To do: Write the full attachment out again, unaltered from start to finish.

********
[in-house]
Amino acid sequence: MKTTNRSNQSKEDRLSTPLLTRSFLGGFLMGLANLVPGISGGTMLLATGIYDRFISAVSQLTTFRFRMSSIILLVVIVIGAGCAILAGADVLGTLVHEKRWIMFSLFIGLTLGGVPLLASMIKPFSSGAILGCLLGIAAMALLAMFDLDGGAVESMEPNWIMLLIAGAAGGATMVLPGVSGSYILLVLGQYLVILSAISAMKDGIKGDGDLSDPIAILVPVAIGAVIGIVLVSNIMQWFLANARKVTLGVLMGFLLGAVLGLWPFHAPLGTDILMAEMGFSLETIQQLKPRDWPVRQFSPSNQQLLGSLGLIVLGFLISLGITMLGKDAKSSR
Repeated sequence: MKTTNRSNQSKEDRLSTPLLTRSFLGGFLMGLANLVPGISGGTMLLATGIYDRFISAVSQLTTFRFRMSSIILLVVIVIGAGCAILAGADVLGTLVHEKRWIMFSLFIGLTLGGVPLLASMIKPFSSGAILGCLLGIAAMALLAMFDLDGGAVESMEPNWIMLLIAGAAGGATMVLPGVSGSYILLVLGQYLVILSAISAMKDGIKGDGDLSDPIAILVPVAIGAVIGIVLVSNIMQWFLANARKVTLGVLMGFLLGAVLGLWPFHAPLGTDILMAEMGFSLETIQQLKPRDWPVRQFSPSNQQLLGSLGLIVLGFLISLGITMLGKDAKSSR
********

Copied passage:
[in-house]
Amino acid sequence: MKTTNRSNQSKEDRLSTPLLTRSFLGGFLMGLANLVPGISGGTMLLATGIYDRFISAVSQLTTFRFRMSSIILLVVIVIGAGCAILAGADVLGTLVHEKRWIMFSLFIGLTLGGVPLLASMIKPFSSGAILGCLLGIAAMALLAMFDLDGGAVESMEPNWIMLLIAGAAGGATMVLPGVSGSYILLVLGQYLVILSAISAMKDGIKGDGDLSDPIAILVPVAIGAVIGIVLVSNIMQWFLANARKVTLGVLMGFLLGAVLGLWPFHAPLGTDILMAEMGFSLETIQQLKPRDWPVRQFSPSNQQLLGSLGLIVLGFLISLGITMLGKDAKSSR
Repeated sequence: MKTTNRSNQSKEDRLSTPLLTRSFLGGFLMGLANLVPGISGGTMLLATGIYDRFISAVSQLTTFRFRMSSIILLVVIVIGAGCAILAGADVLGTLVHEKRWIMFSLFIGLTLGGVPLLASMIKPFSSGAILGCLLGIAAMALLAMFDLDGGAVESMEPNWIMLLIAGAAGGATMVLPGVSGSYILLVLGQYLVILSAISAMKDGIKGDGDLSDPIAILVPVAIGAVIGIVLVSNIMQWFLANARKVTLGVLMGFLLGAVLGLWPFHAPLGTDILMAEMGFSLETIQQLKPRDWPVRQFSPSNQQLLGSLGLIVLGFLISLGITMLGKDAKSSR